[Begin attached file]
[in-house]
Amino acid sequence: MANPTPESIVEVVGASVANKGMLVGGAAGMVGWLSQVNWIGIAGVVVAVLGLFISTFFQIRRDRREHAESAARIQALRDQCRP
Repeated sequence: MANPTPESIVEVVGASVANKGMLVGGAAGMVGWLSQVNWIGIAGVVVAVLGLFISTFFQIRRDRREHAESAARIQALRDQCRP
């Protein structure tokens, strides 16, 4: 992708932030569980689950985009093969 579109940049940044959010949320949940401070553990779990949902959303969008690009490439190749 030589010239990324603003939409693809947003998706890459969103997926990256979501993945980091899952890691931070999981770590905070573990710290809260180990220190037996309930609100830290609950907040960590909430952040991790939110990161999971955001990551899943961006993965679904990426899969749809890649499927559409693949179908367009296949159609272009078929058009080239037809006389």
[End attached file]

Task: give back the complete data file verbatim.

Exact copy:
[in-house]
Amino acid sequence: MANPTPESIVEVVGASVANKGMLVGGAAGMVGWLSQVNWIGIAGVVVAVLGLFISTFFQIRRDRREHAESAARIQALRDQCRP
Repeated sequence: MANPTPESIVEVVGASVANKGMLVGGAAGMVGWLSQVNWIGIAGVVVAVLGLFISTFFQIRRDRREHAESAARIQALRDQCRP
């Protein structure tokens, strides 16, 4: 992708932030569980689950985009093969 579109940049940044959010949320949940401070553990779990949902959303969008690009490439190749 030589010239990324603003939409693809947003998706890459969103997926990256979501993945980091899952890691931070999981770590905070573990710290809260180990220190037996309930609100830290609950907040960590909430952040991790939110990161999971955001990551899943961006993965679904990426899969749809890649499927559409693949179908367009296949159609272009078929058009080239037809006389």